Monday, 11 July 2016

Multiplexing A3144 hall sensors with an Arduino/AVR

After deciding to go down the "open source" route for producing an electronic board game, we've spent quite a bit of time focussing on almost the opposite end of the market for hobbyists and gamers - originally we focussed very much on mass production, cheap components, robustness and simplicity for gaining the necessary CE marks and other standards required for selling a manufactured product.

With a self-assembled kit of parts, from an open source list of components, we're focussing much more on ease of use, familiarity and "hackability".

Which inevitably means shoe-horning an Arduino in there somewhere.
Our original electronics for the board game were based around a super-cheap PIC 16F1829 (with plenty of internal pull-up resistors, an internal clock running at up to 32mhz) and an A2892 source driver IC (to provide power to each row of hall sensors).

But that was back when we were making a 12x12 grid of sensors. Or when we were looking at an 8x6 grid. Or even 6x6 shaped PCBs for a dungeon crawler type of game. But now we're looking at a 7x7 square grid per board section, possibly running off an Arduino/AVR...

And so, in the name of simplifying things for the Arduino hobbyists, we checked out the datasheets for the A3144 hall sensors and the AVR atmega328P.

(typical values for an A3144 hall sensor)


The A3144 typically uses 4.4mA as the supply current.
We've got 7 of them in a row. That's 7 x 4.4  = 30.8mA if all the sensors in a single row are powered at the same time (we're multiplexing, so only one row is active at any one time anyway).

Modern PICs can generally sink about 40mA but many still only source up to 20mA. Looking at the datasheets for our 16F1829 it says it's a symmetrical i/o port, sinking and sourcing up to 25mA. Just not quite enough.

However, atmega chips can sink and source up to 40mA per i/o pin.
What if....?

If we could source the power for an entire row of seven hall sensors from a single output pin on an  (atmega328 powered) Arduino then we could simplify the design even further and lose the need for a current driver too - simply hook up the sensors directly to the Arduino i/o pins: something that a lot of electronics hobbyist users would be more used to doing.

All we needed to do was try the idea out and see how it fared....

Here's some simple firmware for the Arduino. It uses digital pins 2-8 for the "outputs" (driving each row of hall sensors at a time) and pins 9-12 for the inputs (we only hooked up four of the seven inputs, for ease of use while testing).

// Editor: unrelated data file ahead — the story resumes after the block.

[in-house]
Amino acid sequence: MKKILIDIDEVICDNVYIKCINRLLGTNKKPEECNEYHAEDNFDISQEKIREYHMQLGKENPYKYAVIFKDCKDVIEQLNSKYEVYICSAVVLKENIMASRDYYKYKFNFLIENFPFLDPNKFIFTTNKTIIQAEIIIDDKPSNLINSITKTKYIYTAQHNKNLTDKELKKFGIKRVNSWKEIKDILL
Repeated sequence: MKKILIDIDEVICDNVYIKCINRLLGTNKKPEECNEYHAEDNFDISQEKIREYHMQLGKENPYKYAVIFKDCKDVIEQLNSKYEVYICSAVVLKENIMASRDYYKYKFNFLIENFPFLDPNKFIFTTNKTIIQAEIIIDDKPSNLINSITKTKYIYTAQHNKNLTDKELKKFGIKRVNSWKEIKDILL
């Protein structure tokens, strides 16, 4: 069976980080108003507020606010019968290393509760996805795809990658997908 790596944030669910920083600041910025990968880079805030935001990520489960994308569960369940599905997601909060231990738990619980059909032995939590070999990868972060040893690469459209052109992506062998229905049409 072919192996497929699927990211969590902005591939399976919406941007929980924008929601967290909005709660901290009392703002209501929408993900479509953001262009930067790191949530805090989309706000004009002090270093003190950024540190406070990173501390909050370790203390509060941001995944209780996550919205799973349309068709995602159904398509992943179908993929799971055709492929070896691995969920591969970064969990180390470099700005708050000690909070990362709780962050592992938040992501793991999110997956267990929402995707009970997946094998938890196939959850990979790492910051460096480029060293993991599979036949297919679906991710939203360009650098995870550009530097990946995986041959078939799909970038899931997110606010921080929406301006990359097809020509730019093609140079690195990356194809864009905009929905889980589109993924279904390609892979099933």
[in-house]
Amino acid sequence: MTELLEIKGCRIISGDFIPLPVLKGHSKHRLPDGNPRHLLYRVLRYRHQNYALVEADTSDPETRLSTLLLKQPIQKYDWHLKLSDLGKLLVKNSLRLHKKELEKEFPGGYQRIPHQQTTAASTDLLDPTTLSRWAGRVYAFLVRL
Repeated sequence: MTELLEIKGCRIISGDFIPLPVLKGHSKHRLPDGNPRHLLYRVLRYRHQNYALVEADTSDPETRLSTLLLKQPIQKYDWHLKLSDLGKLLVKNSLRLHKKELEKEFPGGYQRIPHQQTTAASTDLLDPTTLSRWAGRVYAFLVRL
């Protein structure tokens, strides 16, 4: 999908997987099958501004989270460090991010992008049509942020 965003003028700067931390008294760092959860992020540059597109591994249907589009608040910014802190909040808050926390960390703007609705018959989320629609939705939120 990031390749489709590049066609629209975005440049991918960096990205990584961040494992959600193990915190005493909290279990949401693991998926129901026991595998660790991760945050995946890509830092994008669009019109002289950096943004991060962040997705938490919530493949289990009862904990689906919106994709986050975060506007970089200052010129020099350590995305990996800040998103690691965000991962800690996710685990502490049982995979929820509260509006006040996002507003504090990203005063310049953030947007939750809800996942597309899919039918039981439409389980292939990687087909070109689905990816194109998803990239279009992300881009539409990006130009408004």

int row=0;
int col=0;
int inputValue=0;
int lastValue[]={0,0,0,0,0,0,0,0};
int k;
int j;
bool led;

void setup() {
     // put your setup code here, to run once:
     for(int i=2; i<=8; i++){
          pinMode(i,OUTPUT);
     }

     pinMode(9,INPUT_PULLUP);
     pinMode(10,INPUT_PULLUP);
     pinMode(11,INPUT_PULLUP);
     pinMode(12,INPUT_PULLUP);

     pinMode(13,OUTPUT);

     delay(500);
     Serial.begin(9600);
     Serial.println(F("Let's go"));
     led=false;
        
}

void clearAllPins(){
     for(int i=2; i<=8; i++){
          digitalWrite(i, LOW);
     }
}

void getInputValue(){
     inputValue=0;
     int bitValue=1;
   
     for(int i=0; i<=3; i++){
          k = digitalRead(i+9);
          if(k==LOW){ inputValue+= bitValue;}
          bitValue = bitValue << 1;
     }

}

void loop() {
     // put your main code here, to run repeatedly:

     clearAllPins();
     digitalWrite((row+2), HIGH);
     delay(5);
     getInputValue();

     j=lastValue[row];
   
     if(inputValue!=j){
          Serial.print("row: ");
          Serial.print(row);
          Serial.print(" old value: ");
          Serial.print(j);
          Serial.print(" new value: ");
          Serial.println(inputValue);
          lastValue[row] = inputValue;   
     }

     row++;
     if(row>=7){ row=0;}
   
}


And the end result was...


Success. Sort of.
As we moved the magnet over the sensors, each one triggered and released as expected. Almost perfect operation! Almost. Because this time, we had to use a much larger magnet than with our PIC-based design.


The magnet at the top of the image is 10mm across and 2mm deep. This triggered the sensors when driven directly from the Arduino i/o ports. The smaller magnets are the ones we used for testing our PIC-based board (with dedicated current driver). They are just 8mm across and only 0.5mm deep.

The smaller magnets still work with the Arduino-based test rig, but they need to be placed exactly over the top of each sensor. The larger magnet allowed for a bit of imprecision when placing it (which is what we need, when using it to trigger the sensors from inside a playing piece on a board game). The larger magnet also worked on the reverse side of the board, through 6mm thick mdf. The smaller magnets could not be detected from the underside of the 6mm mdf.

So there we have it - if we compromise on the size of the magnets used in the playing pieces (i.e. go bigger, whereas we've tried to keep them as small as possible) we'll be able to simplify the electronics to just a PCB with an atmega on it (and the usual supply caps of course!) and a diode on the ground pin (swap the polarity of your power supply on an atmega and it goes pop very quickly).

And of course, for the open source brigade (some people are really quite militant about it) we can also now include an Arduino instead of one of those tricky-to-use, industrial-strength PIC microcontrollers - AVRs and Arduino are already the de-facto for hacking and doing your own thing with.

If we were looking at manufacturing, I'd absolutely insist on PIC, even if it meant adding the source driver. But for simplified open source kits that anyone can make themselves... well, Arduino seems to have that corner of the market well and truly sewn up. We'd be crazy not to take advantage!